Some years ago, I gave a talk at the Craft Brewers Conference that suggested too many craft brewers were making what I called extreme beers. I suggested they were catering to a few devoted and vociferous aficionados who were pulling the craft industry in a dangerous direction toward the highly alcoholic, extremely bitter and sour end of the flavor spectrum. I thought (and still think) this was counterproductive to the long run to the growth of the craft segment.
After nearly 40 years, the craft penetration of the beer market is about 6 percent and one company owns one-quarter of that volume. Is that really success?
Predictably, a well-known and successful brewer took umbrage at my characterization of some craft brews and went out of his way to tell me so in no uncertain terms. I replied that his beers in particular were the poster boys for my point and should carry a red-flag warning to potential customers. Neither of us liked this conversation (and perhaps regretted it); it has taken some years for friendship and cooperation to be re-established.
However, I am sure that neither one of us has changed his mind; we are just willing to give the other guy space to hold his own opinion and our brotherhood in beer and brewing remains intact.
I was therefore intrigued by a headline in the Sacramento Bee Ticket section at the end of January that read “Brotherhood of craft beer threatened?” Turns out that Tony Magee, owner of Lagunitas Brewing Co., had lambasted Jim Koch, owner of Boston Brewing Co., on Twitter (of course!) for targeting Lagunitas IPA draft beers. Jim had brought to market a copycat beer called Samuel Adams Rebel IPA and specifically identified as “West Coast style IPA”; Tony thought this put Jim’s Rebel into Lagunitas’ territory.
Now, it seems to me perfectly normal for brewers to compete head-to-head for sales based on beer quality; brewing companies, even quite small ones, employ marketing personnel to do exactly that. Fair competition is one thing, but unfortunately, there are many underhanded schemes that tilt the playing field and that is quite another matter; perhaps there is more to this squabble than meets the eye and that fuels Tony’s rage. We don’t know.
However, there are thousands of IPAs out there; I can assure Tony that every brewer making an IPA, not just Jim Koch, is trying very hard to take away Tony’s tap handles in bars all over the country. At the end of the day, Tony’s only true defense in the competitive marketplace is the truly splendid beers that Lagunitas makes under the direction of head brewer Jeremy Marshal, a Davis brewing student.
The author of this piece, Justin Grant, goes on to speculate that with the drastic increase in competition in the craft industry, now with some 2,700 breweries nationwide working with a small slice of the market, there is bound to be more conflict among craft brewers that will undermine the cohesiveness and strength of the community; that is the brewers’ brotherhood.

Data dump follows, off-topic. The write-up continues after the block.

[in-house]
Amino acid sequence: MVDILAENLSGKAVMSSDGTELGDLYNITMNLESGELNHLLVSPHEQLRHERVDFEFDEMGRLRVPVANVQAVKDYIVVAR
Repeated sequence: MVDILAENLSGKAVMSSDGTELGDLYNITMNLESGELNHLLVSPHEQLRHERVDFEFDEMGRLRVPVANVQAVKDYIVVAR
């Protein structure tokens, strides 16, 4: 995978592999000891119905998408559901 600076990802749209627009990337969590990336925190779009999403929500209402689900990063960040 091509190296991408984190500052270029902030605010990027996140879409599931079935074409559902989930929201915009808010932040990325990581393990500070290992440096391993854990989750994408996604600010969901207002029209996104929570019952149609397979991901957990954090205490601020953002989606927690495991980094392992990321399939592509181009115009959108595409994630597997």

That is possible because most craft breweries actually have passionate red-blooded owners who might well take personally the struggle for sales in the marketplace however fair that competition might be. Craft breweries are personal fifes, not large, faceless, emotionless, calculating, international, corporate entities with chief executives.
There is nothing to prevent the chief executives of large, faceless, emotionless, calculating, international, corporate entities making each other’s lives a misery. Contemporary with the article mentioned above I stumbled on this headline, “Warsteiner shares $145 million fine; ABInbev escapes.”
Turns out that ABInbev’s German operation ratted on their fellow brewers. To put it in the words of the magazine article: “The investigation was launched (by the Federal Cartel Office) on the basis of information from the German branch of Anheuser-Busch Inbev SA, which wasn’t fined as a result of its cooperation.”
This implies that ABInbev had some culpability but, by coming clean, saved its own bacon. Apparently, the five major German breweries fined (with six more under investigation) were caught fixing prices; they conspired to push up the price of a hectoliter of draft beer by between 5 and 7 euros (maybe $7 to $10) and the price of a 20-bottle case by one euro.
I think shopping one’s colleagues to the tune of $145 million might well threaten the brotherhood of brewers; indeed in this case there are a number of high-level executives who appear to have personal responsibility because the price-fixing arrangements were made informally, almost casually, doubtless over a glass or two of beer. I’m sure they are upset!
In any human endeavor in which there is competition, success and failure, there will inevitably arise personal enmities; it cannot be all wine and roses. Indeed given the vigorous, inventive, intensely alive folk who are drawn to risk everything to make craft beer, it is amazing we can even think in terms of a brotherhood of brewers.
But remarkably, and for the most part, we can.
— Reach Michael Lewis at email@example.com. Comment on this column at www.davisenterprise.com